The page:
information will be highlighted to the facilitator who may decide to encourage students in
these groups to maintain their general learning levels and/or to give help to their “Weak”
peers via e-mail, chat, or by posting on the discussion forums.

    3. Generating Type-3 advice
         Type-3 advice is concerned with the status and behaviour of the whole class. Advice
of this type does not automatically result in subsequent recommended advice or feedback to
individual students instead it is primarily used to advice and guide course facilitators while
they are managing their distance classes. The overall class learning level will be monitored
according to each concept learning level. This type of advice is important to the facilitator
because it gives an overview of the class, and highlights the common problems. The
facilitator may try to solve these problems during the course period by taking appropriate
educational actions. Furthermore, analyzing the generated information and the reasons behind


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common class problems, the facilitator may consider how to avoid the occurrence of these
problems in the following courses.
         Type 3-1 Advice is used to inform the facilitator about problems related to the
knowledge status of the whole class. This advice will be generated when the AG detects
concepts with Unlearned or Learned levels in the class knowledge model. The AG will search
for possible reason(s) that might have led to this situation and will notify the facilitator about
it. The course facilitator may then make, according to the situation, appropriate decisions and
pass them to all students in the class. For example, if the class knowledge model indicates
that a concept c is “Unlearned” by the class because most students have not studied the
learning objects related to c, will highlight this situation to the facilitator. In this case the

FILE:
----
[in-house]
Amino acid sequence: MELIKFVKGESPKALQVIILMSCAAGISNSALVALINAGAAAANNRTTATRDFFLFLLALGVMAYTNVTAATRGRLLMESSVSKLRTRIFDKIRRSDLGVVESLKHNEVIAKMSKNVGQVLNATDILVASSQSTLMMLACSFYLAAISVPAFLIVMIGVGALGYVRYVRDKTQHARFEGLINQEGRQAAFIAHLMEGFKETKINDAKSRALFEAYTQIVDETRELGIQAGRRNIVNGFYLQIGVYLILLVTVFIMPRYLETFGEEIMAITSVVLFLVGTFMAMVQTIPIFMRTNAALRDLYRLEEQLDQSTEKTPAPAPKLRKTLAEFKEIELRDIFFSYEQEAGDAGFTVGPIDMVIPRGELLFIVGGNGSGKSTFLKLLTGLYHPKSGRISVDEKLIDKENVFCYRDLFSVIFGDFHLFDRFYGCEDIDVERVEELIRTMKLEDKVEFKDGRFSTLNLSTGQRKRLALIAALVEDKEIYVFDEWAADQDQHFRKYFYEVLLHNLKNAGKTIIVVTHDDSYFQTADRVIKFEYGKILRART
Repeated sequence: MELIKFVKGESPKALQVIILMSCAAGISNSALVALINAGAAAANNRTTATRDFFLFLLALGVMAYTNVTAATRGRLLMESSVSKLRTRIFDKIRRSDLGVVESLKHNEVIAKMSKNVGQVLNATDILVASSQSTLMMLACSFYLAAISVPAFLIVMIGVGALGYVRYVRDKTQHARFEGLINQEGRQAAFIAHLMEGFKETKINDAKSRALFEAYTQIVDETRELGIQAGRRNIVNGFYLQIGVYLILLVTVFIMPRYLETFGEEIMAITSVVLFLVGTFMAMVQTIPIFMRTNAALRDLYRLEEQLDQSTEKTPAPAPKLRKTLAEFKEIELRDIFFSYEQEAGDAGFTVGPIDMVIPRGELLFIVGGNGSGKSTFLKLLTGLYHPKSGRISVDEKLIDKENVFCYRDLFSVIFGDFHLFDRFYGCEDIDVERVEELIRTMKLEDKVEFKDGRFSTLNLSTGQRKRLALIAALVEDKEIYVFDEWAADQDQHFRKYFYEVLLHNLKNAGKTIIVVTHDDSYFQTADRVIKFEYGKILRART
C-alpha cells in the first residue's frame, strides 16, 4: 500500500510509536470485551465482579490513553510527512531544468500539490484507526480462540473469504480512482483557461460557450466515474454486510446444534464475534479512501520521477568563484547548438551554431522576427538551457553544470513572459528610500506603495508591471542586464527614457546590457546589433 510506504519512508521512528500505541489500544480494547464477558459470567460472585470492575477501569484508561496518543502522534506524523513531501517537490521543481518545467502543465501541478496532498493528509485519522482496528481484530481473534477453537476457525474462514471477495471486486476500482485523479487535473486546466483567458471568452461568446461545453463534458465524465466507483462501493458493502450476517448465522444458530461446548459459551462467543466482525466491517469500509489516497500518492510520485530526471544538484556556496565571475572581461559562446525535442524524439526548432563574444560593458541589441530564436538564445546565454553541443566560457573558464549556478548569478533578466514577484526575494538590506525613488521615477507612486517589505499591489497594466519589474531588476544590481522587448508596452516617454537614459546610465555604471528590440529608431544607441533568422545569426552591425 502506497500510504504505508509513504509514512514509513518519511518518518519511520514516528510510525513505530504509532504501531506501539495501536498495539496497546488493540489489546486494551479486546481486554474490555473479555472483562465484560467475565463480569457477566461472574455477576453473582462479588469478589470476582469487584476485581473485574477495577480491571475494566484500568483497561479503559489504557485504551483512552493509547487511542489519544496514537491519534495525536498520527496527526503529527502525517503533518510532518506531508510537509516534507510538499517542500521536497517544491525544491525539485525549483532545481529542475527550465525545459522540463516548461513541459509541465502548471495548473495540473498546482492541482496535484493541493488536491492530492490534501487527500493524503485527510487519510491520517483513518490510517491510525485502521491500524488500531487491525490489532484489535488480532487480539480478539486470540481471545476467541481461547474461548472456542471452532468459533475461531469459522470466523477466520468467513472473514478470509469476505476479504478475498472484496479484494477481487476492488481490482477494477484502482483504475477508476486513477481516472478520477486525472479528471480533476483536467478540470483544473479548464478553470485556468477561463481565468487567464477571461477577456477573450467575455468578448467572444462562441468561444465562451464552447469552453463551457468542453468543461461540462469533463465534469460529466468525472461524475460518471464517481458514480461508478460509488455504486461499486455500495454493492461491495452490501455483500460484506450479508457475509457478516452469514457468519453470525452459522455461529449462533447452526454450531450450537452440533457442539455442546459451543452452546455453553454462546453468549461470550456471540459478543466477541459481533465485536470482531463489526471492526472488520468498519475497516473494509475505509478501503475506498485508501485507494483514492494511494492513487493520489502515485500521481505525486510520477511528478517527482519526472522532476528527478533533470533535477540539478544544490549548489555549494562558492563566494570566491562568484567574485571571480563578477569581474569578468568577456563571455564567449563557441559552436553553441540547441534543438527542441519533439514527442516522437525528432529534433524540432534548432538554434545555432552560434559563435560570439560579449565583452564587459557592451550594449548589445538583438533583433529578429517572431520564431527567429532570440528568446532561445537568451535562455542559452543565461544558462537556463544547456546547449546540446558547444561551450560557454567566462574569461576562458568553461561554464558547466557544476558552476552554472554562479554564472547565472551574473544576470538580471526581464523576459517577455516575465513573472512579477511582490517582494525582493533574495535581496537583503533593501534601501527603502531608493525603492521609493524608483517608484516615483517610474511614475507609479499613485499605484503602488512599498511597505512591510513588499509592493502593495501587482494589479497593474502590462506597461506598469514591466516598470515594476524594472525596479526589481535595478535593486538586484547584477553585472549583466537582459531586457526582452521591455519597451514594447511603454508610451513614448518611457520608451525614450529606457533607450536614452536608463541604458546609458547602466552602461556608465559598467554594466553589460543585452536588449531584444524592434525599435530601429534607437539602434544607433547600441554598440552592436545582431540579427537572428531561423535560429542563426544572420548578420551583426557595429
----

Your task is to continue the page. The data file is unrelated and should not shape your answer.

facilitator may encourage the students to start studying learning objects related to c.
Type 3-2 Advice is generated to inform the facilitator about excellent students (for example,
the top three) and weak students (for example, the bottom three) relative to the whole class
during each of the advice generating sessions.
         Type 3-3 Advice is generated to the facilitator to inform him about the most and least
communicative students relative to the whole class during each of the advice generating
sessions.
         Type 3-4 Advice is generated to the facilitator to inform about the most and least
active students relative to the whole class during each of the advice generating sessions.
Students’ activity is measured by the aggregate number of interactions (hits) made by the
student in different sessions. Information from this advice can be compared to information
from advice Type 3-2 to correlate between the students’ activity and their general learning
levels.

MOODLE IN A LEARNING ENVIRONMENT

         Moodle is an open source course management system (Moodle, 2013) designed for
managing flexible communities of learners [Lengyel et.al, 2007] based on the principles of
social pedagogy (Moodle, 2011). It is a software tool, which creates communication and
collaboration channels. Two attractive aspects of Moodle are: It is extensible and so a
developer / researcher / educationalist can contribute to its development and add the modules
they require. Secondly, Moodle is customizable. There are many options that can be adjusted
to suit the needs of the user.

Blocks in Moodle
       Blocks are “boxes” that appear on both sides of a Moodle page when displayed on a
browser (Alier et.al, 2007). Moodle is highly adaptable, driven by the use of these blocks,
which can be chosen and structured in a desired way. The Moodle community has created
many different add-on blocks to choose from. All courses in Moodle contain blocks where
the center block displays course content. Blocks can be added or removed to customize the
look and feel of the site.

CONCLUSION

        This research to design and implement MVSA application to track students’ online
learning activities based on CMS logs. We then visualize the results with a simple graphical
interface. MVSA is also able to automatically send feedback and reminder emails based on
students’ activity histories. We have integrated the MVSA module into the Moodle CMS and

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made some small interface changes to Moodle. Intuitively, the presence of the popularity bars
should encourage students to check the course materials more frequently and promptly if he
or she sees most of their classmates have already done so. Our hypothesis is that the
availability of MVSA statistics will positively affect both how an instructor adapts the course
and how students learn. Monitoring student learning activity is an essential component of
high quality education, and is one of the major predictors of effective teaching (Cotton,
1998). Research has shown that letting a learner know his or her ranking in the group results
in more effective learning. MVSA provides a possible means for students and the instructor
to receive this feedback. In future work, we plan to more comprehensively evaluate the
impact of MVSA statistics on student academic performance.